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January 26, 2004

Hands-on learning

From: Record-Searchlight, CA - Jan 26, 2004

Many students taking sign language to fill foreign language requirement


Janet O'Neill
Record Searchlight

It was a private joke.

Cami Swarts stood in front of the silent class, mouthing words and talking with her hands and fingers. Suddenly she laughed, and other students joined in.

Those not fluent in American Sign Language (ASL) missed her unspoken declaration: "I love (Sacramento Kings point guard) Mike Bibby."

Cami, a ninth-grader at Redding Christian High School, is one of 22 students in the school's first ASL class. But learning to sign for the deaf isn't just a way for teenagers to amuse their friends.

It qualifies as a foreign language for admission to both University of California and California State University campuses, said Bob Hylton, head counselor at Shasta High School in Redding. Shasta has offered a two-year ASL program for five years.

"It's approved," Hylton said. "I've never had anybody not get into college because of it."

Principals at other north state high schools without programs like Shasta's said some of their students enroll in Shasta College's ASL classes.

An informal list compiled by Sherman Wilcox, linguistics professor at the University of New Mexico in Albuquerque, indicates as many as 139 colleges nationwide consider ASL a foreign language for entrance or exit requirements, or both.

At Redding Christian High, teacher Alery Mollin believes knowing sign language is a valuable skill.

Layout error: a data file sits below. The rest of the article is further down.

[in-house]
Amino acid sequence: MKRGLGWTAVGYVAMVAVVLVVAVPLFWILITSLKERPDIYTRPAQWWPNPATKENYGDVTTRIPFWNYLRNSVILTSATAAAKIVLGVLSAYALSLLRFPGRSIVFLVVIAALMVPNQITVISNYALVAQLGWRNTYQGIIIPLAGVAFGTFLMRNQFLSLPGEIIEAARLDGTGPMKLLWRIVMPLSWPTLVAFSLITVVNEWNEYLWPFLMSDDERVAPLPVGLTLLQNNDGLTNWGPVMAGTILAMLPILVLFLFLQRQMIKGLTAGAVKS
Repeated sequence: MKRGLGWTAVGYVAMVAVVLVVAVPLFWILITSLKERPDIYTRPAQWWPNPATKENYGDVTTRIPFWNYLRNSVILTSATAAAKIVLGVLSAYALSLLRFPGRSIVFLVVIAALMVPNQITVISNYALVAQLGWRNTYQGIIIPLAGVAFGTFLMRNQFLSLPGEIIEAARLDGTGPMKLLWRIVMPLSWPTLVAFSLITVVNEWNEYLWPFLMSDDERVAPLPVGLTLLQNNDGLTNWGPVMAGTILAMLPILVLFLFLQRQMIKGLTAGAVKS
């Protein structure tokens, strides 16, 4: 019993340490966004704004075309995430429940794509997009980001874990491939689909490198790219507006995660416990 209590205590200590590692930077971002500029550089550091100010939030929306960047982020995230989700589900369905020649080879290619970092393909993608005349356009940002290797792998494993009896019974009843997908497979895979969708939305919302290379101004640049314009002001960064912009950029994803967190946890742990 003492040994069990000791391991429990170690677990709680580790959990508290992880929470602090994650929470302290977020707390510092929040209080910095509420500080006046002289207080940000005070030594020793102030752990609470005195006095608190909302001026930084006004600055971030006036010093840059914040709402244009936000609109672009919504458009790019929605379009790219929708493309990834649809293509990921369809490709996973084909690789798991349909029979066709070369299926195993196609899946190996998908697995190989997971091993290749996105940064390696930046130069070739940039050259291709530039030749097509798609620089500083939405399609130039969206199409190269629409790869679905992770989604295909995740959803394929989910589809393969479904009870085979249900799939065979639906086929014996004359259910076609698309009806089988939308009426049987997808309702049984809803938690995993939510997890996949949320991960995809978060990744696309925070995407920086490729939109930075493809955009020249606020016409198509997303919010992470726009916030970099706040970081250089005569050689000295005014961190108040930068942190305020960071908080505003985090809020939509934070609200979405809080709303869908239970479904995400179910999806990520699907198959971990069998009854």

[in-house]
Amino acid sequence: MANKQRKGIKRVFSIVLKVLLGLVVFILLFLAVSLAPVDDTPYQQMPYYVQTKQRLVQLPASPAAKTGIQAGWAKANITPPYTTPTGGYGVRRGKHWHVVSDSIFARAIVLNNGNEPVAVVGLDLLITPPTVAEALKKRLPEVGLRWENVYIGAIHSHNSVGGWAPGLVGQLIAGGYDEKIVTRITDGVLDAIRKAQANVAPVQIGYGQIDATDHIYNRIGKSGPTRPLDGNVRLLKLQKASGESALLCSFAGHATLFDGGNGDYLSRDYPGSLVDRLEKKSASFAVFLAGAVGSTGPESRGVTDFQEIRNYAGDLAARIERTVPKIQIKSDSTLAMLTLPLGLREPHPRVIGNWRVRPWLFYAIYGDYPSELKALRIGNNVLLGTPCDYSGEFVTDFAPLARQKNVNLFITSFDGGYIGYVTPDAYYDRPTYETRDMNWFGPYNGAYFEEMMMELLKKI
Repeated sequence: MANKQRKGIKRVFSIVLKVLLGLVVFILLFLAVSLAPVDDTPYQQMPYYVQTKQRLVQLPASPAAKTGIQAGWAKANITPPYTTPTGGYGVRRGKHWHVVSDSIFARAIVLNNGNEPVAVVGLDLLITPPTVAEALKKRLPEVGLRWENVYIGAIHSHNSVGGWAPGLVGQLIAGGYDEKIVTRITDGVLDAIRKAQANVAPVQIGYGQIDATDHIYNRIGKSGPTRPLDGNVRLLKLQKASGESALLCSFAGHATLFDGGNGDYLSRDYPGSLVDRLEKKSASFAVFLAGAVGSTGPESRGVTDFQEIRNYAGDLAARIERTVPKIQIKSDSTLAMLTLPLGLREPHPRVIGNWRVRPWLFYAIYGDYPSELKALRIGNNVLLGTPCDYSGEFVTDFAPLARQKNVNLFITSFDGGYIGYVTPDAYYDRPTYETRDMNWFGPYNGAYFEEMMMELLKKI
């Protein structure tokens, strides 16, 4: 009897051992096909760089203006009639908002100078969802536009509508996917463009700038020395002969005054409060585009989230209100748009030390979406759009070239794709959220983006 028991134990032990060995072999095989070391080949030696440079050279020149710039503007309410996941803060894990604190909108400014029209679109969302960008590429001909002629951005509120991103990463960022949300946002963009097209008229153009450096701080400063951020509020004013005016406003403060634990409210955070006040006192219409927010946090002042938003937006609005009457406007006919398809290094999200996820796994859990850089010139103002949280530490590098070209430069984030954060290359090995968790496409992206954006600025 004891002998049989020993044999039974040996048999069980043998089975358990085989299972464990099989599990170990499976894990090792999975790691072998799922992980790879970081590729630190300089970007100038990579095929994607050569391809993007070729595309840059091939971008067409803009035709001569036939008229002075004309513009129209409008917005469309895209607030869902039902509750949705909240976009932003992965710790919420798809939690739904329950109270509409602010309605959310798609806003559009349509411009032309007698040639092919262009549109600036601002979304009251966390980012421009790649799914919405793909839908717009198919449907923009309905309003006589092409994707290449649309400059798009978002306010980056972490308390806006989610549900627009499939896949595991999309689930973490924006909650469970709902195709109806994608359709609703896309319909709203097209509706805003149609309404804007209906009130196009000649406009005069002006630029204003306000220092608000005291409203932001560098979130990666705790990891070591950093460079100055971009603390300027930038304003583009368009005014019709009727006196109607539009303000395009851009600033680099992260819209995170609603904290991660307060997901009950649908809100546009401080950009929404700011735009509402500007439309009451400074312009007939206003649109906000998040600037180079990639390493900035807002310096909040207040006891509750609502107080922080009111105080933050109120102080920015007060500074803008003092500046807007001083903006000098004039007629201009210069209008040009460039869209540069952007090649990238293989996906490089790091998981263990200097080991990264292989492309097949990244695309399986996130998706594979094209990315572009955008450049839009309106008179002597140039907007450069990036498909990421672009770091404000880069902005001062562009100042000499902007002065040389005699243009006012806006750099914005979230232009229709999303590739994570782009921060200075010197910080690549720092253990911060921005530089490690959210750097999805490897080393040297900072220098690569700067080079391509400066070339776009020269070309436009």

"The premier benefit from this class is that they can have a conversation with a deaf person," she said. There's always a need for interpreters, she said, and it can be useful in communicating with young children.

For their midterm exam, each student in Mollin's class was required to sign his or her name, grade, birth date and age, and talk a bit about the family. In addition, they were asked to name a goal or something — or someone, like Mike Bibby — they liked.

Senior Karli Gallino was introduced to sign language a couple years back by a 2-year-old boy.

"He taught me 'turtle' and 'cookie,' " she said.

One challenge for her has been controlling her more spontaneous gestures and making them represent words.

"I'm Italian so I've always talked with my hands," she said.

Ninth-grader Nick Martin said the course can be difficult.

"Sometimes it's hard because there's so much to remember," he said. "There's so many different signs."

Richard Nance, a 10th-grader, said the class will help him earn extra money in college with part-time employment. None of the students had plans to pursue sign-language interpreting as a career and many saw the class as preferable to the alternative.

"It looked easier than Spanish," said ninth-grader Jenny McMahon.

Still, they said they've already used their signing outside class.

"It takes about five years to develop a skill that's proficient," Mollin said. And when students have completed the two-year program, they're on their way.

"Their foundation has been set," she said.

Reporter Janet O'Neill can be reached at 225-8216 or at

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